As in most things, the answer to the question "do managed services benefit small businesses?" is "it depends." As unsatisfying as that response may be because of our seemingly inherent desire to drive things to black and white statements, some benefit and some do not.
Topics: Small Business IT Resources, small business it support, Managed IT Services, small business solutions, IT Managed Services, Utilizing Technology in Business, small business IT infrastructure, IT best practices, IT Strategy
Hiring a network support company makes sense doesn't it? Most small businesses are not experts in networking. So, one would think this is a logical thing to outsource.
Over the last two years, we have conducted a study of small business computer services pain points. We interviewed 110 companies ranging from 20 to 100 employees. Representative interviewees included owners, CEOs, presidents, partners, general managers, CFOs, controllers and similar leadership positions. The pain points represent those most affecting business outcomes as reported by the interviewee. Verticals were wide ranging with everything from biotechnology to services organizations to manufacturing and technology.
One of the common questions that I get from owners who need their small business IT infrastructure supported is how can an external company perform support remotely and effectively?
In today’s economically optimistic, but still cautious small business environment, efficiency in information technologies is more important than ever. And the best way to capitalize on that efficiency is to make sure your small business IT support doesn’t just detect problems in your network, it prevents them. Here are the five technology initiatives to best ensure maximum productivity.
A client shared with me something that happened to him while he was on vacation in the Mayan ruins of Mexico. He received a call from his remote network monitoring agency while he was in the middle of those ruins, because one of his servers was down. He looked at this from the point of view that this call was awesome, because now he could get it fixed and his network monitoring provider was able to reach him wherever he was. Or he could have taken a step back and thought to himself: “Why did I even have to get called in the first place?”
How do your employees communicate and collaborate? Is the level of functionality in your office working so that everyone's best talents are put to use, especially yours? Although most small business owners are initially successful because (by being clever and intrepid) they can 'do everything', it also means that owners tend to take on all the responsibilities, working tirelessly to increase profits by whatever means necessary. This usually results in long days, as you struggle to pull yourself ahead while your true talents for networking, leadership and sales get pushed aside. Needless to say, this isn't the most efficient way to use your time.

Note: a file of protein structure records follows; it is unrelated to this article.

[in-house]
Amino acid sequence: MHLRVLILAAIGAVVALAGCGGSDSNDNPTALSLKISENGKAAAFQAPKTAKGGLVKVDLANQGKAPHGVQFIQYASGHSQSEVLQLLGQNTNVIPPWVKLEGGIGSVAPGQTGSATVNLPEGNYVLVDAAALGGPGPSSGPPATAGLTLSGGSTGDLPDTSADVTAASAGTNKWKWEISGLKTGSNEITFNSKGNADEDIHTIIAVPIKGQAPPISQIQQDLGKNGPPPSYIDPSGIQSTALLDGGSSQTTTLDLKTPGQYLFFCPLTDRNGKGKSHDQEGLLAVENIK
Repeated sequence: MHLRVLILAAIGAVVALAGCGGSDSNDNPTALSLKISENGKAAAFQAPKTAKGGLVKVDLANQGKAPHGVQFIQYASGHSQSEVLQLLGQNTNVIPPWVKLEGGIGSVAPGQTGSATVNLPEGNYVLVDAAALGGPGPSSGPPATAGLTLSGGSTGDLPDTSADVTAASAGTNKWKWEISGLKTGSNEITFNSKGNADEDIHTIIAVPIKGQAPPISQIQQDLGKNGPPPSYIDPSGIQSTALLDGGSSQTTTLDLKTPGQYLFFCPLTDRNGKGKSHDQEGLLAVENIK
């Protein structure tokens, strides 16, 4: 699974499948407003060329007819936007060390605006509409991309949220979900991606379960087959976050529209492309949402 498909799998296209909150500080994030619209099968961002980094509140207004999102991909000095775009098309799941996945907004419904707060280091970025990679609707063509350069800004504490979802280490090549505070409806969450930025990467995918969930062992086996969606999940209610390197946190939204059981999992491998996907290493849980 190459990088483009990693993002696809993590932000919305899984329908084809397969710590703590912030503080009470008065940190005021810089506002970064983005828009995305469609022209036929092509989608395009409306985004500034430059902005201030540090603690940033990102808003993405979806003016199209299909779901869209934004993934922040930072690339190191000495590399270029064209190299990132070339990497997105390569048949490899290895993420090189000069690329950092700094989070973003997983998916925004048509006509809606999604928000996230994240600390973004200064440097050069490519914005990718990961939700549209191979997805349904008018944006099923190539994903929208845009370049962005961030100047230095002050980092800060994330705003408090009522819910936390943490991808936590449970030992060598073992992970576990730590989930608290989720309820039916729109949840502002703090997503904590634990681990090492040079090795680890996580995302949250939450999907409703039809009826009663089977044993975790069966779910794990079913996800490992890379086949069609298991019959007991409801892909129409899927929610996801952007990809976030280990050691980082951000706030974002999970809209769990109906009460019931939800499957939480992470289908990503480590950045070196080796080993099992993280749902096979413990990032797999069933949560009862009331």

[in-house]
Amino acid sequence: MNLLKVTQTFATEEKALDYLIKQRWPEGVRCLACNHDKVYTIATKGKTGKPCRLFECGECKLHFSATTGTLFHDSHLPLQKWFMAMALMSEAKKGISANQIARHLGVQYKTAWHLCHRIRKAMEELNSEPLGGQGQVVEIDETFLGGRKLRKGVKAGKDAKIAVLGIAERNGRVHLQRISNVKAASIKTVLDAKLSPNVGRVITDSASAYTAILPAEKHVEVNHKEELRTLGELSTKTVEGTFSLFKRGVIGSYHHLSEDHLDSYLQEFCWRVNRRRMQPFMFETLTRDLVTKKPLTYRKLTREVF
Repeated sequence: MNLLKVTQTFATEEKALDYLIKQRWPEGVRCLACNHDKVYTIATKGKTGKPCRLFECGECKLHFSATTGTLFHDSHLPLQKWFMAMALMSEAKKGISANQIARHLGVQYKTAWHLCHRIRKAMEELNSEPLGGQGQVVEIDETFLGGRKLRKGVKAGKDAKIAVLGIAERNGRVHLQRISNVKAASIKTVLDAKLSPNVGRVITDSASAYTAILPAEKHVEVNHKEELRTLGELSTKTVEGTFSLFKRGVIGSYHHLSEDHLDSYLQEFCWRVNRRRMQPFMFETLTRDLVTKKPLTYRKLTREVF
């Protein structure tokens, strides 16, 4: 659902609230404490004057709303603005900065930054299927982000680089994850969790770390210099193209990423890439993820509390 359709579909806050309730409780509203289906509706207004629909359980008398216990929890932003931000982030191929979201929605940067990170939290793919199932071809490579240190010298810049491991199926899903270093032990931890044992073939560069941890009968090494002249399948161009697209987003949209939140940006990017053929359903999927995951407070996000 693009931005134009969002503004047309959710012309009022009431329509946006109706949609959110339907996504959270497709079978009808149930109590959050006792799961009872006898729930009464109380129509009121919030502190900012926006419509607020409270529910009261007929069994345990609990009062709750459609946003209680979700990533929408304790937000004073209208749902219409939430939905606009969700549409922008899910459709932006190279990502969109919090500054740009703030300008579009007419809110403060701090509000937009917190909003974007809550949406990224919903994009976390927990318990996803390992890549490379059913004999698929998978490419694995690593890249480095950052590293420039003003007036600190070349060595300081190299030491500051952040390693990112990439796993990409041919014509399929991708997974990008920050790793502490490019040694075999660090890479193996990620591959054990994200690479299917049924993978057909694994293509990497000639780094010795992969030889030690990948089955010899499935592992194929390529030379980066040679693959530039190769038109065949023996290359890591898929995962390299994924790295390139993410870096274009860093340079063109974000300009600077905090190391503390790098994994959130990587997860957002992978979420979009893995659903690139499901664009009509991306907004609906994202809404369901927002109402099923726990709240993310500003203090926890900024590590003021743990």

Encourage Individual Strengths
In order for any small business to thrive, it needs to have an IT process that is capable of being both proactive and adaptable. Asset Management, Backup and Disaster Recovery, Proactive Process and a Security Process are some areas that can greatly reduce potential risks, lost productivity and improve return on capital investment. These are just a few examples of processes that need to be executed to generate results.
As a small to medium business (SMB), your IT infrastructure plays a critical role in your overall strategy. The least expensive way to run technology is through process, but the problem is that it is difficult for the average small and medium business to develop an effective IT process, because of the extensive skills, tools and resources required. It takes a village - one that can be amortized across a broad customer base to gain sufficient economies of scale to make it cost-effective.
There are a dozen different technology areas in which an organization needs expertise in order to effectively execute a technology process for a small business, so it is very difficult for an SMB to have a dedicated IT person with all of these skills. An IT process is not simply a static list of to-dos that, once-completed, is shelved. The firm you choose to help you develop and implement your IT process should understand that the process is a living, breathing, dynamic outline of your approach to IT, ensuring that your IT infrastructure is aligned with your business goals, that you are proactively addressing the challenges of your business using best practices, and that you have a clear idea about the true cost of IT. Your IT process has to be dynamic and changing because technology and your business are always changing.